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DOC Chief Jones Remains Optimistic As Florida Prison Budget Talks Continue

Florida Channel

The head of Florida’s troubled prison system is optimistic as budget talks continue.  The House and Senate have agreed, for the most part, on the funding, with a few things that still need to be ironed out.

This year, there’s been a big emphasis on funding the Florida Department of Corrections. Sen. Joe Negron (R-Stuart), who headed the criminal budget talks, says the prison budget reflects a lot of what new DOC Secretary Julie Jones wants.

“And, I have confidence in her [Jones] ability to make the department of well-functioning, safe department, and so we wanted to make sure she had the tools available to accomplish that. And, I think with a $43 million increase, that that will cover the vast majority of the requests that she made to us.”

Among the priorities are taking care of staffing levels and fixing deteriorating buildings. Jones says she got most of what she asked for.

“From my initial assessment as a new Secretary, they’ve fully funded all of my requests for FTE [full-time employees] and salary dollars, which is outstanding,” said Jones, speaking to reporters Tuesday.

She’d also asked for $15 million for maintenance and repair.

“We need constant attention our needs currently and future needs for fixed capital outlay and repair of facilities, but they’ve come across with almost $8 million,” she added. “So, that’s a very good start.”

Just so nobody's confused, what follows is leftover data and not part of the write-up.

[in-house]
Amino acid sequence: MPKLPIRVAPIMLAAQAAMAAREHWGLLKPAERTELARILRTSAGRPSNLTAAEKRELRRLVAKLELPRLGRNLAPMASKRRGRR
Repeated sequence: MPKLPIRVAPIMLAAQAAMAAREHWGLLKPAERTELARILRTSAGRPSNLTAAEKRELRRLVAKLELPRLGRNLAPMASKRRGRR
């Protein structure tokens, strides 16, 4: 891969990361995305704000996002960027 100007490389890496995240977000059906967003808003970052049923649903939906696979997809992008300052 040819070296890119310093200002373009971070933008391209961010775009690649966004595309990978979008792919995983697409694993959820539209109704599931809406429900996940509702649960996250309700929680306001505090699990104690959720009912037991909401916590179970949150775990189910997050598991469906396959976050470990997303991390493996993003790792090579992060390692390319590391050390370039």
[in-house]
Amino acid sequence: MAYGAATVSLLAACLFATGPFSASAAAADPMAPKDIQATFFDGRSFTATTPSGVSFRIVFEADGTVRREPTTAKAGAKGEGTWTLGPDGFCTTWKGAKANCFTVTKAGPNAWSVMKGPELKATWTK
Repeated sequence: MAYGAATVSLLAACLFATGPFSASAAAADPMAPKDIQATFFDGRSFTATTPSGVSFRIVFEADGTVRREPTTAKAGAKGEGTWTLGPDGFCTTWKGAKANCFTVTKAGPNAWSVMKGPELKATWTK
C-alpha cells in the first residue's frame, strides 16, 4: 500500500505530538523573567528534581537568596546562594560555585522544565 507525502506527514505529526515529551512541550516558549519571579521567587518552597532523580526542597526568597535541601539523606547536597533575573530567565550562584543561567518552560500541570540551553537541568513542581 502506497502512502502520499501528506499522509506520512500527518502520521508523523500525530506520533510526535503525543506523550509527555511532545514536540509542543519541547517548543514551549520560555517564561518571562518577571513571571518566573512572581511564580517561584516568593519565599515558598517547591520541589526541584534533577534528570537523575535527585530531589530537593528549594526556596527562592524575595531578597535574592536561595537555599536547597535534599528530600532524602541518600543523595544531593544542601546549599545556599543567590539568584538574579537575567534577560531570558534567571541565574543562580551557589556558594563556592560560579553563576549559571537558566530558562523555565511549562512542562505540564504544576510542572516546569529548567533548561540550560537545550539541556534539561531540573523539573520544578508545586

One of the areas still under budget consideration is whether to increase the funding for the inmate health care services contracts.

For more news updates, follow Sascha Cordner on Twitter: @SaschaCordner.

Sascha Cordner has more than ten years of public radio experience. It includes working at NPR member station WUFT-FM in Gainesville for several years. She's worked in both radio and TV, serving in various capacities as a reporter, producer and anchor. She's also a graduate of the University of Florida with a bachelor's degree in telecommunications. She is the recipient of 15 awards from the Associated Press, Society of Professional Journalists (SPJ), and Edward R. Murrow. Her award-winning stories include her coverage on the infamous “Dozier School for Boys” and a feature titled "Male Breast Cancer: Lost in the Sea of Pink." Currently, Sascha serves as the host and producer of local and state news content for the afternoon news program "All Things Considered" at WFSU. Sascha primarily covers criminal justice and social services issues. When she's not reporting, Sascha likes catching up on her favorite TV shows, singing and reading. Follow Sascha Cordner on Twitter:@SaschaCordner.